NLRB to decide Harvard grad union status
- Grad students have attempted to unionize at several others schools, including Duke, Northwestern, and Columbia.
The National Labor Relations Board will be determining the status of graduate student unionization at Harvard after contested ballots were greater than the margin of votes against it, Inside Higher Ed reports.
The majority of votes of Harvard University students voted against forming a union for teaching and research assistants, but the number of contested ballots is greater than the margin of victory.
The NLRB will be determining the status of the contested ballots and should make a final decision in January. The United Auto Workers unit organizing at Harvard found 1,272 graduate students voted for unionization and 1,456 against, with 314 contested ballots.
"While this news is not what we were hoping for today, our work is not over," the UAW told Inside Higher Ed. "From the beginning, we have had concerns about Harvard's eligible voter list, and we are looking into its potential impact on the election results. We will continue to work to make sure that eligible voters who cast ballots subject to challenge have their votes counted.”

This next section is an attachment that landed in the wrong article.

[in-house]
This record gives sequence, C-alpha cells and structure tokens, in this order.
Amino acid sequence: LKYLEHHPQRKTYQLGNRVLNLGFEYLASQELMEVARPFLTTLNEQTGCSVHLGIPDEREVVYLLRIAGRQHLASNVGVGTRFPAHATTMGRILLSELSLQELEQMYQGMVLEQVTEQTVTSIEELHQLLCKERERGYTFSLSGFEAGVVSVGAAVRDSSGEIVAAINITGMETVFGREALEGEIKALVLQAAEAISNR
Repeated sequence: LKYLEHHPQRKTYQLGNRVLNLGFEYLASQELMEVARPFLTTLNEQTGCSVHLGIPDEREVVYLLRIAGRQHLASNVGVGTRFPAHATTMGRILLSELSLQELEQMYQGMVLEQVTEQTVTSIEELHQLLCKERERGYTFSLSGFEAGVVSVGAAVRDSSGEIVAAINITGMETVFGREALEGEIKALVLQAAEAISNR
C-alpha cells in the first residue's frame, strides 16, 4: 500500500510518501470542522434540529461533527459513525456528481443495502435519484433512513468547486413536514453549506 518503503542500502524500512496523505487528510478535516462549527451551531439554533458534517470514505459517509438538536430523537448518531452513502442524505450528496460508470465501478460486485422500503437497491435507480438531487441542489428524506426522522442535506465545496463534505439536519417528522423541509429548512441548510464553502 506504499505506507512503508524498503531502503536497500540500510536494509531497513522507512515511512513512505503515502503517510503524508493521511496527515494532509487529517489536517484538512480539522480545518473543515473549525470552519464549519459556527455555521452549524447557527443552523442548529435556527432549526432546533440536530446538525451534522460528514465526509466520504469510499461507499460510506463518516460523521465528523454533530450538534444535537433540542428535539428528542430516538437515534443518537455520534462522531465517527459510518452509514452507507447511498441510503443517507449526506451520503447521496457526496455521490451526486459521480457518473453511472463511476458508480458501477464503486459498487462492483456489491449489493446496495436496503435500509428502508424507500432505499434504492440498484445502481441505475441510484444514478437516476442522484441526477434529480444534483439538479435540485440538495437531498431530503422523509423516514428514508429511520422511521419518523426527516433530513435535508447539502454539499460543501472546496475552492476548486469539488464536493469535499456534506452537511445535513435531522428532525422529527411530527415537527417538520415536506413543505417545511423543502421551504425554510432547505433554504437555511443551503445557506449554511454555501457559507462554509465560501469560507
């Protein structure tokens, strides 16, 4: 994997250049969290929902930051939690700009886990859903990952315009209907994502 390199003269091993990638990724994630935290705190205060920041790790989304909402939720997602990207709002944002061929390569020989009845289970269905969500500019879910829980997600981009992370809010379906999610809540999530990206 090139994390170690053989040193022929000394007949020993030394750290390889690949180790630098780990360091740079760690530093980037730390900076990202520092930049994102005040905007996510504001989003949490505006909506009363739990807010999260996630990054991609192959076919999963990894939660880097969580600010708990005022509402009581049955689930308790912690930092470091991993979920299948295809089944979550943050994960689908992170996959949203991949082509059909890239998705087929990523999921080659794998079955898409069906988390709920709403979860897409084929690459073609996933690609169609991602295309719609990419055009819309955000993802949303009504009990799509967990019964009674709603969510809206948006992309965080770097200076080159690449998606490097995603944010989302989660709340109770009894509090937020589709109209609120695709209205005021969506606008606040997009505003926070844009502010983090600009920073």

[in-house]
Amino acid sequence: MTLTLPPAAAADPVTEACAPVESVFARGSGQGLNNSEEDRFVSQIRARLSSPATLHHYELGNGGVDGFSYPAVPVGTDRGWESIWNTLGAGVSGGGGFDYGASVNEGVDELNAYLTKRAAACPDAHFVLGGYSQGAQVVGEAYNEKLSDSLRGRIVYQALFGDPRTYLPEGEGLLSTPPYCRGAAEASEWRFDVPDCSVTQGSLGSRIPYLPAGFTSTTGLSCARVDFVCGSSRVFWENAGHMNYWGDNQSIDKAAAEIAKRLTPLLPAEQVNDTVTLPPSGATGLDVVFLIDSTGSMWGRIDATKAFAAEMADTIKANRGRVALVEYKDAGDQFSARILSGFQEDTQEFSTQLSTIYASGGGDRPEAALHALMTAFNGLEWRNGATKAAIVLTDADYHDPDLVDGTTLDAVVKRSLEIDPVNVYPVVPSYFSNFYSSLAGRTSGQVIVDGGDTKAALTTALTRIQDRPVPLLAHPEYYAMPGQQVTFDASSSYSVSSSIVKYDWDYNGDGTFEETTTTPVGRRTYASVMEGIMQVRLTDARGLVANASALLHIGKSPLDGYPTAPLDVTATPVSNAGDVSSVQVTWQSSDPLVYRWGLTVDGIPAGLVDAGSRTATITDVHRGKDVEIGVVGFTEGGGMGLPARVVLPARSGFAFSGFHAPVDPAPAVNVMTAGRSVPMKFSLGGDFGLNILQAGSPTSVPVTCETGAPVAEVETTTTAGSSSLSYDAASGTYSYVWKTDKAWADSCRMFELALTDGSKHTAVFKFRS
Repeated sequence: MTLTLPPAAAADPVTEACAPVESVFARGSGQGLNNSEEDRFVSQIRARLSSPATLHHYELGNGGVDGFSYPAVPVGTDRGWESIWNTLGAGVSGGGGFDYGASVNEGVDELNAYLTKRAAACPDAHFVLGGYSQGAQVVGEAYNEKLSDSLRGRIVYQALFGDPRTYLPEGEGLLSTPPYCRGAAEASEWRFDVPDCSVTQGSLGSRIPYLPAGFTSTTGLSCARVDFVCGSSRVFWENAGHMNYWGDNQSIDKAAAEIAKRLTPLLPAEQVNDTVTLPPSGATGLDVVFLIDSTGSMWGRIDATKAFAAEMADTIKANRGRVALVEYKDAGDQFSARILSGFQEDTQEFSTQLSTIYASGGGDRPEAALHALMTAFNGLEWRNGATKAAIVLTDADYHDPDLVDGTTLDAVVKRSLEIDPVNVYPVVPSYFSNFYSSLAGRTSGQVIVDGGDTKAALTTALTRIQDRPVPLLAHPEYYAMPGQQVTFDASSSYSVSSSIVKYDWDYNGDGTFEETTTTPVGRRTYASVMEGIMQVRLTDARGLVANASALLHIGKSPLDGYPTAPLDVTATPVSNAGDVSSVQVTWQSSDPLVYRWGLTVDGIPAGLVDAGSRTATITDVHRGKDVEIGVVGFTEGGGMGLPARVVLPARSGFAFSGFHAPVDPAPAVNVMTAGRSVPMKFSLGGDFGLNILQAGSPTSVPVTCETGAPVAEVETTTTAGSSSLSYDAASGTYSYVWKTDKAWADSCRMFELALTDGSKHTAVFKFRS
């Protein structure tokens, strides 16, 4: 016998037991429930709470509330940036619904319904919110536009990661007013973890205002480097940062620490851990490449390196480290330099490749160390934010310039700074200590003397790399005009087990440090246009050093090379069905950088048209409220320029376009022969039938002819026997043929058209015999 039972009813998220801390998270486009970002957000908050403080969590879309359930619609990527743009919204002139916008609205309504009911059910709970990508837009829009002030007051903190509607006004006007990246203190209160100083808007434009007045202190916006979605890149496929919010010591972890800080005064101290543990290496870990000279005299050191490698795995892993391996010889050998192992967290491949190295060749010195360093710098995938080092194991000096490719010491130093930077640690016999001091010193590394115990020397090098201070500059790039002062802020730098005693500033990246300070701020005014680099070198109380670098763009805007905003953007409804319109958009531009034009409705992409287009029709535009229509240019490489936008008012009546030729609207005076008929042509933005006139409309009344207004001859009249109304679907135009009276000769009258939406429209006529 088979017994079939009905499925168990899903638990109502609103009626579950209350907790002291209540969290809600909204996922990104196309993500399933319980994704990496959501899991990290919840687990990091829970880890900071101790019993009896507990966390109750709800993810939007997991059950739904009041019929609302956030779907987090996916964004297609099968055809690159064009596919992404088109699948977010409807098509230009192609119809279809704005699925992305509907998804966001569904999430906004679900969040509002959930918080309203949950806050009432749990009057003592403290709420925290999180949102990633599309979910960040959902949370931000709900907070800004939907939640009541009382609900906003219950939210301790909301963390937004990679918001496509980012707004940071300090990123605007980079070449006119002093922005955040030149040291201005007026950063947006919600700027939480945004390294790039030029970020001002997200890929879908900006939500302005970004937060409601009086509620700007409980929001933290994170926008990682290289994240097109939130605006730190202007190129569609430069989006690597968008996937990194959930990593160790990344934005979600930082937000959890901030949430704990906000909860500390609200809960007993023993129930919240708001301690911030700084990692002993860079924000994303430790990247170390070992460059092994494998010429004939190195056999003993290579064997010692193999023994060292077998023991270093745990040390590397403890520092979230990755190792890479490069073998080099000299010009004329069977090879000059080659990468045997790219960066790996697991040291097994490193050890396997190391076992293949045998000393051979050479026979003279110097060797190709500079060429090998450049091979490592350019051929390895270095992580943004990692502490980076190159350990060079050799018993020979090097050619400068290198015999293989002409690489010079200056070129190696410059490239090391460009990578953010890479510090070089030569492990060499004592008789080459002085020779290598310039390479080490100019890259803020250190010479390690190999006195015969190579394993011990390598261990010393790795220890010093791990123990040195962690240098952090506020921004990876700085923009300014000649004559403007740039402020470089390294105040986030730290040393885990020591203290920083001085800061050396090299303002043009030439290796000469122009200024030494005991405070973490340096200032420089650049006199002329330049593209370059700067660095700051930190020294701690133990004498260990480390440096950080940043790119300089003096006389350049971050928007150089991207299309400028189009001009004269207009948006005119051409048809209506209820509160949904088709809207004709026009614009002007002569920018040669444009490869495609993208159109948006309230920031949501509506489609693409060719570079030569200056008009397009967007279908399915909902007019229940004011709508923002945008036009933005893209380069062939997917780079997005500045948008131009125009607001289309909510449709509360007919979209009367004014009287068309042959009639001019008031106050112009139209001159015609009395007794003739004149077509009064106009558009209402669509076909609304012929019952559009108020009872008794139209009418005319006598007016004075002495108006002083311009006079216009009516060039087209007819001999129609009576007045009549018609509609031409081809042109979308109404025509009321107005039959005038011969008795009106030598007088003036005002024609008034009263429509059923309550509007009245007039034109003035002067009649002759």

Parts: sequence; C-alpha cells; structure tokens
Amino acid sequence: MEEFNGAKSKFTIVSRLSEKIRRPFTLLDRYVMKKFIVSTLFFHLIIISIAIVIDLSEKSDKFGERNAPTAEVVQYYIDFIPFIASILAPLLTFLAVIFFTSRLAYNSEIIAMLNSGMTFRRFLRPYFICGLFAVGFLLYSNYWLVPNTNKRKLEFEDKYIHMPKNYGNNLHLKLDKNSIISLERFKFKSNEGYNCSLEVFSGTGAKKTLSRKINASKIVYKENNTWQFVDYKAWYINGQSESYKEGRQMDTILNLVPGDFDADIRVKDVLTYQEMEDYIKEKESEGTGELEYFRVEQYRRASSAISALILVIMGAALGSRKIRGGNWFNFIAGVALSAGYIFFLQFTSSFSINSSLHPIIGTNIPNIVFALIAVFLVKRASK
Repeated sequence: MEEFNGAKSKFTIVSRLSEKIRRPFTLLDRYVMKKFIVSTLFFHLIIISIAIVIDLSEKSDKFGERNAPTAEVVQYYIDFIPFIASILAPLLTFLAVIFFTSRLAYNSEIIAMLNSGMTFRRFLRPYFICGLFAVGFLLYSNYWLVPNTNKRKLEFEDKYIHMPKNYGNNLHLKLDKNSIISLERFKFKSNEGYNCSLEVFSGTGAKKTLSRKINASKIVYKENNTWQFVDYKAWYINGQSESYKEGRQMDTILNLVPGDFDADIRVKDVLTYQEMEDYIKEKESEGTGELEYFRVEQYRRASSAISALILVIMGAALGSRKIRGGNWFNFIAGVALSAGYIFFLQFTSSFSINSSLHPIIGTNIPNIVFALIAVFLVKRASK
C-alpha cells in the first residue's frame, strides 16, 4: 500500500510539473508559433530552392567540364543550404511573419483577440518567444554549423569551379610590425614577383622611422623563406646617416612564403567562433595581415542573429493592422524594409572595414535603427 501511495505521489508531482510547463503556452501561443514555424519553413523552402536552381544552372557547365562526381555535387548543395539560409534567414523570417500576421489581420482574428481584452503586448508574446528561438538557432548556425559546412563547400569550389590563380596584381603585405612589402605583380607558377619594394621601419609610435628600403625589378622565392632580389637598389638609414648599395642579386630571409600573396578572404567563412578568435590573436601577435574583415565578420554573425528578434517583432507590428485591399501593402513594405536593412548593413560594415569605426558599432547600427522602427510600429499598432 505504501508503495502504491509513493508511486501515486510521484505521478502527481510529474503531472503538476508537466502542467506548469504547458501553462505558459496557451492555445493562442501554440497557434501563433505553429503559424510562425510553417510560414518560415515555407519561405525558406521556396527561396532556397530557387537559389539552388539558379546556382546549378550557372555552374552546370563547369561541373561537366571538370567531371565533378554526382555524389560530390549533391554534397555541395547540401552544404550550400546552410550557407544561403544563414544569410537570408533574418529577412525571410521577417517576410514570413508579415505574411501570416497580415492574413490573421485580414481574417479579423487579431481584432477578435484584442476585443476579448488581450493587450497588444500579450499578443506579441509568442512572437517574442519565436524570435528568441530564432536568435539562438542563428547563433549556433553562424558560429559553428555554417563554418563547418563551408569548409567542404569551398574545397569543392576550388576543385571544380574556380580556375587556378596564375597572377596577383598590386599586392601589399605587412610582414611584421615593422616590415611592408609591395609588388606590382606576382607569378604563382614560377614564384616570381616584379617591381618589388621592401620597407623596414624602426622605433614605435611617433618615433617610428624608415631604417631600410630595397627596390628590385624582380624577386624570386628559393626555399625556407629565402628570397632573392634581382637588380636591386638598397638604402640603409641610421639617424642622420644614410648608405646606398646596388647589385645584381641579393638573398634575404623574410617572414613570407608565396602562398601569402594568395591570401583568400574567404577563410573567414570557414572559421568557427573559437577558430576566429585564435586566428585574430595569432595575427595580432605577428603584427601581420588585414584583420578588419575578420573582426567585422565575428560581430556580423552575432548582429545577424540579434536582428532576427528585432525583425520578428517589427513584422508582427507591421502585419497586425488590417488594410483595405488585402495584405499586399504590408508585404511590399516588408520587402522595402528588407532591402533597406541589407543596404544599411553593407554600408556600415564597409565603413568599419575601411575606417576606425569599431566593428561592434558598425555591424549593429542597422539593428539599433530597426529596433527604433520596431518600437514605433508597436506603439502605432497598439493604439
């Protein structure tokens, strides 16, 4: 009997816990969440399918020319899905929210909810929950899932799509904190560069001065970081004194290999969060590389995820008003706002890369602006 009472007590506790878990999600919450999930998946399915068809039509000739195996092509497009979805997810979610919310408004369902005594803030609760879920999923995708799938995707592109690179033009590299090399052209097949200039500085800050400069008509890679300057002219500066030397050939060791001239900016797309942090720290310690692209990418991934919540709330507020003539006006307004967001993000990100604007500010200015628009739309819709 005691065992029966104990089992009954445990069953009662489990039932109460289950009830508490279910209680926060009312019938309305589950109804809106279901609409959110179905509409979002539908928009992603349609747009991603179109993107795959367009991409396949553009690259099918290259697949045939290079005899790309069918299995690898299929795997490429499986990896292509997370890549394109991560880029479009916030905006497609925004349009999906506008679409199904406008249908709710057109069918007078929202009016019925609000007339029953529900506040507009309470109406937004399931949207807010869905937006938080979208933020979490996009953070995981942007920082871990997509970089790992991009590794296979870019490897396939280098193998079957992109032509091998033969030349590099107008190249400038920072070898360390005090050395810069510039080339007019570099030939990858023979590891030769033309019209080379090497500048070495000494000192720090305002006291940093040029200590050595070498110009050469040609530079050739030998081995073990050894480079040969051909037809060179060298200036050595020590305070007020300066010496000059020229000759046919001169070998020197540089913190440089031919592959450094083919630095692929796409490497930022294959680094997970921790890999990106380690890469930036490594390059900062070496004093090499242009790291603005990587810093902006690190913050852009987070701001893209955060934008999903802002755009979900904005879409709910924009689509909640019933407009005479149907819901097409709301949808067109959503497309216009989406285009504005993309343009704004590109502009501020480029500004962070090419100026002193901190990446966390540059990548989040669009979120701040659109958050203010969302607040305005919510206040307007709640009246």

The attempts at unionization come after the NLRB’s August decision ruling that graduate student workers could unionize.
Grad students at Duke University, Northwestern University, St. Louis University, American University, University of Missouri, and Columbia University have all taken steps to form graduate student worker unions.
Bennett Carpenter, a literature PhD candidate and student organizer at Duke, praised the NLRB’s decision.
“It’s going to mean so much that the NLRB is going to recognize what we know as graduate students already, that we are workers and we deserve the same rights and opportunities as other workers, Carpenter told NPR in August.
Campus Reform reached out to Harvard and the NLRB for comment, but did not receive a response in time for publication.
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